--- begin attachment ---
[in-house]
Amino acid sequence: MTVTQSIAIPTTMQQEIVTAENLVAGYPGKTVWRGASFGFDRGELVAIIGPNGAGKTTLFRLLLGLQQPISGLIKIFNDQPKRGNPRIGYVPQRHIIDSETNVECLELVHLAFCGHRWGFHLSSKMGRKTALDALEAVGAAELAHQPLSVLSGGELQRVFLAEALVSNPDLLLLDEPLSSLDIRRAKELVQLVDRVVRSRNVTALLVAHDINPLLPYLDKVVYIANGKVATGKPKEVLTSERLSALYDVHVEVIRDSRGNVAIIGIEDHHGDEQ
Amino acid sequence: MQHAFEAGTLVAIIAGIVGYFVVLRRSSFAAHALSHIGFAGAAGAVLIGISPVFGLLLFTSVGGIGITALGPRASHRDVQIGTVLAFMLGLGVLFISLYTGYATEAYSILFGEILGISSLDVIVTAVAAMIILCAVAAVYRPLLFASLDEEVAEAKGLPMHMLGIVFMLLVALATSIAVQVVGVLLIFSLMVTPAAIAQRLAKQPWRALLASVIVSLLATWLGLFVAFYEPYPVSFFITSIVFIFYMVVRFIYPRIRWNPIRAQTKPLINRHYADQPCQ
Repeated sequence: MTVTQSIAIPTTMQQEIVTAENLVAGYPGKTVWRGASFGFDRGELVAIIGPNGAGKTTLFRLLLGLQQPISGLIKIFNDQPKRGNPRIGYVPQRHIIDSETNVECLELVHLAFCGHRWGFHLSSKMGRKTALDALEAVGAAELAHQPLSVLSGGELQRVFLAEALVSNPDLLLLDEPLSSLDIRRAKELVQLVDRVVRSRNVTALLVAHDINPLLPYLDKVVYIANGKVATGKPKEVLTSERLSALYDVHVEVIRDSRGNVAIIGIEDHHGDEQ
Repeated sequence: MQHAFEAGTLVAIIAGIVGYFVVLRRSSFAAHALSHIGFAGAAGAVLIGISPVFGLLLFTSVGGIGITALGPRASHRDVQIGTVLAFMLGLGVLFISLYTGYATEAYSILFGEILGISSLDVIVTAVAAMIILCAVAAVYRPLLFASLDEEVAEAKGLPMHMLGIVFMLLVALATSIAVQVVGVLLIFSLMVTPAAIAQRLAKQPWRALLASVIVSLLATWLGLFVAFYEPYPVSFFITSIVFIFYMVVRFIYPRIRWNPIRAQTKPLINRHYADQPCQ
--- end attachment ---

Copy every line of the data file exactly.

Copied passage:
[in-house]
Amino acid sequence: MTVTQSIAIPTTMQQEIVTAENLVAGYPGKTVWRGASFGFDRGELVAIIGPNGAGKTTLFRLLLGLQQPISGLIKIFNDQPKRGNPRIGYVPQRHIIDSETNVECLELVHLAFCGHRWGFHLSSKMGRKTALDALEAVGAAELAHQPLSVLSGGELQRVFLAEALVSNPDLLLLDEPLSSLDIRRAKELVQLVDRVVRSRNVTALLVAHDINPLLPYLDKVVYIANGKVATGKPKEVLTSERLSALYDVHVEVIRDSRGNVAIIGIEDHHGDEQ
Amino acid sequence: MQHAFEAGTLVAIIAGIVGYFVVLRRSSFAAHALSHIGFAGAAGAVLIGISPVFGLLLFTSVGGIGITALGPRASHRDVQIGTVLAFMLGLGVLFISLYTGYATEAYSILFGEILGISSLDVIVTAVAAMIILCAVAAVYRPLLFASLDEEVAEAKGLPMHMLGIVFMLLVALATSIAVQVVGVLLIFSLMVTPAAIAQRLAKQPWRALLASVIVSLLATWLGLFVAFYEPYPVSFFITSIVFIFYMVVRFIYPRIRWNPIRAQTKPLINRHYADQPCQ
Repeated sequence: MTVTQSIAIPTTMQQEIVTAENLVAGYPGKTVWRGASFGFDRGELVAIIGPNGAGKTTLFRLLLGLQQPISGLIKIFNDQPKRGNPRIGYVPQRHIIDSETNVECLELVHLAFCGHRWGFHLSSKMGRKTALDALEAVGAAELAHQPLSVLSGGELQRVFLAEALVSNPDLLLLDEPLSSLDIRRAKELVQLVDRVVRSRNVTALLVAHDINPLLPYLDKVVYIANGKVATGKPKEVLTSERLSALYDVHVEVIRDSRGNVAIIGIEDHHGDEQ
Repeated sequence: MQHAFEAGTLVAIIAGIVGYFVVLRRSSFAAHALSHIGFAGAAGAVLIGISPVFGLLLFTSVGGIGITALGPRASHRDVQIGTVLAFMLGLGVLFISLYTGYATEAYSILFGEILGISSLDVIVTAVAAMIILCAVAAVYRPLLFASLDEEVAEAKGLPMHMLGIVFMLLVALATSIAVQVVGVLLIFSLMVTPAAIAQRLAKQPWRALLASVIVSLLATWLGLFVAFYEPYPVSFFITSIVFIFYMVVRFIYPRIRWNPIRAQTKPLINRHYADQPCQ